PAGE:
Anyone familiar with these acronyms? Up until four weeks ago, these two combinations of letters were a complete mystery to me. I don’t claim to be an expert on TPACK or SAMR, but I’d love to share what I do know with fellow teachers or anyone else interested in integrating technology for educational purposes. Be prepared, there are even more acronyms heading your way!
TPACK stands for Technological, Pedagogical, and Content Knowledge. The graphic below does a good job at summarizing this framework, if you would like a concise explanation.
TPACK builds on the ideas of Lee Schulman who explained Pedagogical Content Knowledge (PCK) as the blending of what teachers know about teaching (pedagogy) and what they know about their specific discipline, whether it be math, ELA, or French. PCK says that teachers need to bring together the how of teaching (Pedagogical Knowledge) and the what of teaching (Content Knowledge) to teach effectively. Educators must take what they know about their content and what they know about good teaching to create effective lessons.
As there are more and more technological advances in the world, teachers need to be comfortable with integrating technology into their classroom. TPACK emphasizes the importance of bringing in knowledge about technology together with pedagogical and content knowledge. You must use what you know about your content and what you know about teaching in order to effectively use technology to enhance student learning.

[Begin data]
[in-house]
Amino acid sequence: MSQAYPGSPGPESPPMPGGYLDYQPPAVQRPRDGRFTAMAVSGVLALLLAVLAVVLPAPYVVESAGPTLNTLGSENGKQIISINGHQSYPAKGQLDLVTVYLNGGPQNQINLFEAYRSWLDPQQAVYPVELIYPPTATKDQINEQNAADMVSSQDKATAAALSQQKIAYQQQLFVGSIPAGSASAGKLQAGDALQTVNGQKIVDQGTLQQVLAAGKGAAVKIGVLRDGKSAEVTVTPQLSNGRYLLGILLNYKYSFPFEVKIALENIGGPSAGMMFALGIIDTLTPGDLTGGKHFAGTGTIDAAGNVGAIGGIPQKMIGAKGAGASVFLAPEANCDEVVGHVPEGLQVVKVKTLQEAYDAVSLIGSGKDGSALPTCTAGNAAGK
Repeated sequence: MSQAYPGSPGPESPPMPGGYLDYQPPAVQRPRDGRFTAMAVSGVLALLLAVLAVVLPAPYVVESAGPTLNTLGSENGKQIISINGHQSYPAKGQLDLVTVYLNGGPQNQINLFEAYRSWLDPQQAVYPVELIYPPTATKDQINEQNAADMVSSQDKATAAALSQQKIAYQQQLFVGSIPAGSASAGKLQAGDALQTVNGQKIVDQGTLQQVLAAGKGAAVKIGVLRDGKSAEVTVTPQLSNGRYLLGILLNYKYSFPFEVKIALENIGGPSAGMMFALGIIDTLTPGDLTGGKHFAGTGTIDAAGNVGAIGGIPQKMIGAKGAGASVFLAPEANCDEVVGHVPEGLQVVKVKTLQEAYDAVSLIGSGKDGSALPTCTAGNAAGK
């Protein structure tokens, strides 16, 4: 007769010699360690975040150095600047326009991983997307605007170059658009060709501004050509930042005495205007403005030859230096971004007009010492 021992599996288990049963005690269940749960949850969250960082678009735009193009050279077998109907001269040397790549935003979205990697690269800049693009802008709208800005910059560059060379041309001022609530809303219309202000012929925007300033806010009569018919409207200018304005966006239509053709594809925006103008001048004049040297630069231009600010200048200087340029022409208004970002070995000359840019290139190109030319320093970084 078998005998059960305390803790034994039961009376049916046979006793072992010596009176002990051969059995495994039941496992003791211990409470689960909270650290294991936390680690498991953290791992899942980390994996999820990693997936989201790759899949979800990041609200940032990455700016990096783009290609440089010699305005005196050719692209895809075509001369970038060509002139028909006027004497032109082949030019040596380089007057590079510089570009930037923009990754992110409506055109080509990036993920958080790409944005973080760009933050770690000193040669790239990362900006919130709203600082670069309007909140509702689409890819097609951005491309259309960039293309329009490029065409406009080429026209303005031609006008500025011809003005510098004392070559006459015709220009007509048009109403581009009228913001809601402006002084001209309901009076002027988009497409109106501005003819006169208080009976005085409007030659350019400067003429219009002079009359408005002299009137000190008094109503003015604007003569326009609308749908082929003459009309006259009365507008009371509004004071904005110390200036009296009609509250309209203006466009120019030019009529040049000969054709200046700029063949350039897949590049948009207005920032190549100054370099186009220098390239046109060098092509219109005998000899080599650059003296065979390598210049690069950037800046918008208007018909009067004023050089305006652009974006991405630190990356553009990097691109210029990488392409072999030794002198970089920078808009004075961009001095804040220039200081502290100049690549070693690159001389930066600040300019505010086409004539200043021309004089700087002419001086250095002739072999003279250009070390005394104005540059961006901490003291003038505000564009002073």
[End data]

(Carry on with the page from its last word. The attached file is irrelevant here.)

In addition, technology should enhance or transform a lesson, not just replace traditional tools. Having students write an essay in a word processor, for example, does not change the task or add more to the students’ learning; it simply changes the tools students use from paper and pen to computers. The SAMR model gives teachers a measuring tool with which to see how their technology integration is stacking up. Dr. Ruben R. Puentadura created SAMR to guide technology integration in the classroom. According to the SAMR model, there are four levels of integration: Substitution, Augmentation, Modification, and Redefinition. Substitution and Augmentation are considered as lesson enhancements while Modification and Redefinition completely transform lessons to better student learning.
This post does a much better job than I can at going in depth about each of these levels. It also provides examples of lessons going through the entire process of SAMR. I believe that the SAMR model is more of a continuum than a step ladder. A lesson or task may not clearly land in any one of the levels. For example, I have used digital manipulatives with my French I’s. Instead of having them create sentences with paper manipulatives, they are able to move around subjects and verbs and to color code and to conjugate. At first, I thought of this as mere substitution, but I think it could fall under augmentation or even go a little further into the modification zone.
And that’s what I know about TPACK and SAMR. This is all still very new to me, and I will continue posting about ways to include technology in meaningful ways in the classroom.